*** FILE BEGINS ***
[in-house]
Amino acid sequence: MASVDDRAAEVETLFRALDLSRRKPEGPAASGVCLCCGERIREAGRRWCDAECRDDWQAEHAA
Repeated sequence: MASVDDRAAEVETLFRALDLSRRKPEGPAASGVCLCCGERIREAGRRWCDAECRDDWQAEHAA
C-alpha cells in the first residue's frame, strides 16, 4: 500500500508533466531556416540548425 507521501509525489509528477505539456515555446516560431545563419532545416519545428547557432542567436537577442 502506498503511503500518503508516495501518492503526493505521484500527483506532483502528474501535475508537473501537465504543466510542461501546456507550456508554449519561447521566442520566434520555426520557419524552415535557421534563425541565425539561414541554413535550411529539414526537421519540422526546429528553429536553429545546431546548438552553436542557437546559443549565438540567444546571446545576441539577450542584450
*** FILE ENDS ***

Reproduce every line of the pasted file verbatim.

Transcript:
[in-house]
Amino acid sequence: MASVDDRAAEVETLFRALDLSRRKPEGPAASGVCLCCGERIREAGRRWCDAECRDDWQAEHAA
Repeated sequence: MASVDDRAAEVETLFRALDLSRRKPEGPAASGVCLCCGERIREAGRRWCDAECRDDWQAEHAA
C-alpha cells in the first residue's frame, strides 16, 4: 500500500508533466531556416540548425 507521501509525489509528477505539456515555446516560431545563419532545416519545428547557432542567436537577442 502506498503511503500518503508516495501518492503526493505521484500527483506532483502528474501535475508537473501537465504543466510542461501546456507550456508554449519561447521566442520566434520555426520557419524552415535557421534563425541565425539561414541554413535550411529539414526537421519540422526546429528553429536553429545546431546548438552553436542557437546559443549565438540567444546571446545576441539577450542584450